The Rev. Joe Summers has been a community activist since his teenage years. In high school and college, Joe worked for a more just society by getting involved with efforts such as the anti-war movement, the Catholic Worker movement, and the United Farm Workers movement. Ultimately, his path led him to work for social change through faith communities.
Since 1987, Joe has been the pastor of The Episcopal Church of the Incarnation. The parish’s work with members of our community who’ve been imprisoned has taught Rev. Joe about the racial disparities in our criminal justice system, the problems arising from mass incarceration, and the lack of resources available to people coming out of prison. His work on the Michigan Prisoner ReEntry Initiative and Friends of Restorative Justice led him to the Youth Justice Fund.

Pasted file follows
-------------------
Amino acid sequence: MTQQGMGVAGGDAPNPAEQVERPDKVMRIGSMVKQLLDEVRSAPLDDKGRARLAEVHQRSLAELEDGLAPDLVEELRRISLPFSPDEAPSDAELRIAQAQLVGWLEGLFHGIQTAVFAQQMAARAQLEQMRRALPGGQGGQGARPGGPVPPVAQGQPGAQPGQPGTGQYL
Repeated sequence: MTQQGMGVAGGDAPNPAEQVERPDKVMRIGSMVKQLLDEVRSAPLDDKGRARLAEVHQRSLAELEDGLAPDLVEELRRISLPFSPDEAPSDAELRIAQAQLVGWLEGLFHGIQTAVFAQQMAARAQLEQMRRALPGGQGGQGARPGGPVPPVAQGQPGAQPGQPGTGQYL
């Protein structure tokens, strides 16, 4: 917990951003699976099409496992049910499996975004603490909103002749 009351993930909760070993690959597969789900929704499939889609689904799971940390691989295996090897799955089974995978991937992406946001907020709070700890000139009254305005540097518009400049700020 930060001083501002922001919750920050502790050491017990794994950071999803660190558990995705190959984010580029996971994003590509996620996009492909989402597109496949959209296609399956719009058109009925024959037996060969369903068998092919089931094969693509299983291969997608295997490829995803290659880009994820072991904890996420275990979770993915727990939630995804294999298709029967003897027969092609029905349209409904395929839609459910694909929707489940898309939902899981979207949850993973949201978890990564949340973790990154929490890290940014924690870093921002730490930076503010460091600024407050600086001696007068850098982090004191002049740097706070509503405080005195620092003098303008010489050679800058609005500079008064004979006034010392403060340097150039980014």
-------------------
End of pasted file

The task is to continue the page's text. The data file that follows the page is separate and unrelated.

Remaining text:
“YJF is taking a fresh look at what it means to restore people sent to prison in in their youth back into our communities. Michigan has been one of the most punitive states in terms of confining children as young as 12 to adult prisons rather than exploring solutions which could help them become a successful part of society. Not only do the citizens of Michigan pay a higher percentage of our state budget to corrections than most other states, we pay an even higher price in the harm we do to our kids, ourselves, and our communities. Enough of that. Communities have a social responsibility to welcome them home because we are the ones who sent them away.”